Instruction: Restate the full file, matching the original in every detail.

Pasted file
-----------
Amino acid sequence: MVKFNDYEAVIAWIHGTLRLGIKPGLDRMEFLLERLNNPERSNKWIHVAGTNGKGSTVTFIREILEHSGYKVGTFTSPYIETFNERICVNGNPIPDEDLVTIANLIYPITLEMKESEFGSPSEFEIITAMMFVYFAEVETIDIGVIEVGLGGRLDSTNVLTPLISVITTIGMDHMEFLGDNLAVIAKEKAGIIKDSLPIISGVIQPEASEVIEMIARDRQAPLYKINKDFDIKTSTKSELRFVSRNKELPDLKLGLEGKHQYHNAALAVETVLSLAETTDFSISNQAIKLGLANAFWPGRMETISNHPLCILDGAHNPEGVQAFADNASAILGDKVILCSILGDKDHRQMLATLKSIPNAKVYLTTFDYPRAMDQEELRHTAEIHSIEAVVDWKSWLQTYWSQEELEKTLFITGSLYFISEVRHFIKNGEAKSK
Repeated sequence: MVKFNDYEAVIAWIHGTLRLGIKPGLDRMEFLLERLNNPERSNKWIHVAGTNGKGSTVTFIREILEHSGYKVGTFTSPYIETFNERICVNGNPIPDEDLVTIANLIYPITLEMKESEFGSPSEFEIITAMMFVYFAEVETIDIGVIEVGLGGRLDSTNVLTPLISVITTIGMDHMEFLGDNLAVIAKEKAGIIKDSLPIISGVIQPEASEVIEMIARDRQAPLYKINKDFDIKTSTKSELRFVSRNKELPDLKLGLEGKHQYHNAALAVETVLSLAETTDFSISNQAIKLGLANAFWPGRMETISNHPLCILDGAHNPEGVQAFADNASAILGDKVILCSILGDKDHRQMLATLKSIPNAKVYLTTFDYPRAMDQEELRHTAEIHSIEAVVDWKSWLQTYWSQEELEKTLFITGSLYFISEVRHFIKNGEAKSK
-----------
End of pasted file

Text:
Amino acid sequence: MVKFNDYEAVIAWIHGTLRLGIKPGLDRMEFLLERLNNPERSNKWIHVAGTNGKGSTVTFIREILEHSGYKVGTFTSPYIETFNERICVNGNPIPDEDLVTIANLIYPITLEMKESEFGSPSEFEIITAMMFVYFAEVETIDIGVIEVGLGGRLDSTNVLTPLISVITTIGMDHMEFLGDNLAVIAKEKAGIIKDSLPIISGVIQPEASEVIEMIARDRQAPLYKINKDFDIKTSTKSELRFVSRNKELPDLKLGLEGKHQYHNAALAVETVLSLAETTDFSISNQAIKLGLANAFWPGRMETISNHPLCILDGAHNPEGVQAFADNASAILGDKVILCSILGDKDHRQMLATLKSIPNAKVYLTTFDYPRAMDQEELRHTAEIHSIEAVVDWKSWLQTYWSQEELEKTLFITGSLYFISEVRHFIKNGEAKSK
Repeated sequence: MVKFNDYEAVIAWIHGTLRLGIKPGLDRMEFLLERLNNPERSNKWIHVAGTNGKGSTVTFIREILEHSGYKVGTFTSPYIETFNERICVNGNPIPDEDLVTIANLIYPITLEMKESEFGSPSEFEIITAMMFVYFAEVETIDIGVIEVGLGGRLDSTNVLTPLISVITTIGMDHMEFLGDNLAVIAKEKAGIIKDSLPIISGVIQPEASEVIEMIARDRQAPLYKINKDFDIKTSTKSELRFVSRNKELPDLKLGLEGKHQYHNAALAVETVLSLAETTDFSISNQAIKLGLANAFWPGRMETISNHPLCILDGAHNPEGVQAFADNASAILGDKVILCSILGDKDHRQMLATLKSIPNAKVYLTTFDYPRAMDQEELRHTAEIHSIEAVVDWKSWLQTYWSQEELEKTLFITGSLYFISEVRHFIKNGEAKSK